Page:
Download Full Text (232 KB)

Publication Date



Introduction:Hospitalized children are at risk for agitation and behavioral dysregulation, which may escalate to unsafe behaviors. If less restrictive de-escalation strategies fail to mitigate serious safety risks to self or others, mechanical restraints may be used on a limited basis. Restraint use, however, is problematic due to associated negative child mental health outcomes and injury risk. Pediatric studies of restraint use outside of dedicated psychiatric facilities are lacking. Specifically, clinical and demographic features associated with restraint use are poorly described. A broader understanding of restraint use among hospitalized children can guide alternative strategies for management and restraint mitigation efforts.

Objective: To describe clinical and demographic features of children associated with mechanical restraint use for unsafe behaviors.

Design/methods: We conducted a single-center, retrospective cohort study of patients 5-20 years of age hospitalized during 2017-2021 at our free-standing children’s hospital, which has no associated psychiatric or behavioral health units. We identified restraint encounters by electronic medical record query of physician orders and nursing documentation. Relative risk of restraint was modeled as a function of patient and hospitalization characteristics using a mixed Poisson working model with a random intercept to adjust for clustering of hospitalizations within patients; length of stay was included an exposure variable.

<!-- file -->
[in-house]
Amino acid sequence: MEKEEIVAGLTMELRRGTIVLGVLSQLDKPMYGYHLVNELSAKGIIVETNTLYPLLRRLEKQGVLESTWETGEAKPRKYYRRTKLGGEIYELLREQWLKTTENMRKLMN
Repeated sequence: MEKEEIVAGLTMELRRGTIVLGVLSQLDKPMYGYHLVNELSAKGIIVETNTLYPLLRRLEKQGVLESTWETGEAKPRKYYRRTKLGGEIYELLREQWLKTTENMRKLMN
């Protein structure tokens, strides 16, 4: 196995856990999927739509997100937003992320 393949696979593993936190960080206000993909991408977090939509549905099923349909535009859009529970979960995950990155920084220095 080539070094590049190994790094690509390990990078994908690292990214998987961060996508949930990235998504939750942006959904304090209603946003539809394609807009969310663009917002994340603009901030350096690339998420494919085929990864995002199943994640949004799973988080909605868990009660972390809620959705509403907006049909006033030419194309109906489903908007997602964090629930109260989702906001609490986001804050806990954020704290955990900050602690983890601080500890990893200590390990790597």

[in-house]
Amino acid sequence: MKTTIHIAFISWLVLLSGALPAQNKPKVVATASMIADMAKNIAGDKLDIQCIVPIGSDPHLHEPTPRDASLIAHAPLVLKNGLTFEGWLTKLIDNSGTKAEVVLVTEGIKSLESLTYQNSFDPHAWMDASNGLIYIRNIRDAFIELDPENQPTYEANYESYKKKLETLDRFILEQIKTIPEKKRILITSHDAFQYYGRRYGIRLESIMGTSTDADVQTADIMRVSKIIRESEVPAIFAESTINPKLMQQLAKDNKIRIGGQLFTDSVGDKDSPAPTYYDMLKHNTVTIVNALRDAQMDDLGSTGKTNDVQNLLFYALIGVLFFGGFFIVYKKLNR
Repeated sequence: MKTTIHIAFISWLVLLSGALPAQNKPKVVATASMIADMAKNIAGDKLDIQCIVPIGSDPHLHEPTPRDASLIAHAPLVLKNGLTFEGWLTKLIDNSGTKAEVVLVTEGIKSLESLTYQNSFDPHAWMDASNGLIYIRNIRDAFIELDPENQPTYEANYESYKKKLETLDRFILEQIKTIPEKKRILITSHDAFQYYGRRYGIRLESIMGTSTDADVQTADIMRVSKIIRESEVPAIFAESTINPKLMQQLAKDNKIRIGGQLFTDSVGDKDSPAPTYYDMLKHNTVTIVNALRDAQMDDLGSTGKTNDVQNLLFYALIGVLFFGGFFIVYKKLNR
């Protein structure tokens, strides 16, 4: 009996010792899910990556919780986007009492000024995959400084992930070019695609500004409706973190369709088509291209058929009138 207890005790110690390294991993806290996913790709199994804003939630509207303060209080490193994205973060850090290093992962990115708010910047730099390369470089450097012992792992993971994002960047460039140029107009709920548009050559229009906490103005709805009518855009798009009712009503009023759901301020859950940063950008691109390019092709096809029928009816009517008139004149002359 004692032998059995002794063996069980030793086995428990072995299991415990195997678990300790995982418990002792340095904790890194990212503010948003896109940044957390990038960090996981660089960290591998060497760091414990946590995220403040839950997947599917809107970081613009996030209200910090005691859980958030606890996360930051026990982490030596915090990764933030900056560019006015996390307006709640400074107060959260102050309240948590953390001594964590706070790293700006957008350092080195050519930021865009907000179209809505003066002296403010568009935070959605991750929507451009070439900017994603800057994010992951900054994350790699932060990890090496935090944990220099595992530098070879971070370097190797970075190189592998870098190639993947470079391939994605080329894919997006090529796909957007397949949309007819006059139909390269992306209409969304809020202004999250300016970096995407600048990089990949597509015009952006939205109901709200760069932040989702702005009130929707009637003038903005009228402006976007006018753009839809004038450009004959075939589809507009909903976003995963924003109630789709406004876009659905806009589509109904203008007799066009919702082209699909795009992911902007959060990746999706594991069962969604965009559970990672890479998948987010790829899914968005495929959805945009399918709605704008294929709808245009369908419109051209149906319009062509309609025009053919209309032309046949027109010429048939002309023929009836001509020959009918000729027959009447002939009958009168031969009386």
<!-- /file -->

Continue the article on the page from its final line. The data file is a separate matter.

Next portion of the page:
Results: We included 29,964 patients (46,853 encounters), including 221 patients (271 encounters) with associated restraint use. Based on model results, restrained patients tend to be older and to have higher sex- and age-adjusted weight z-scores, and were more likely to be male, have public insurance, and receive general pediatric care vs. surgery or specialty care (Table 1). Risk of restraint was lowest among Hispanic patients and highest among Black patients. Nearly two-thirds (63%) of patients experiencing restraint had a coded behavioral health diagnosis at some visit during the study period.

Conclusions: We observed strong associations between specific clinical and demographic characteristics and the use of restraints during hospitalizations, and our results suggest racial disparities in restraint use. Our results may inform interventions to reduce unnecessary restraint use and improve health equity. Multicenter studies describing health disparities in restraint use, as well as variation in restraint use and associated clinical outcomes are needed.

Document Type


Characteristics Of Hospitalized Children Associated With Restraint Use At A Free-Standing Children’s Hospital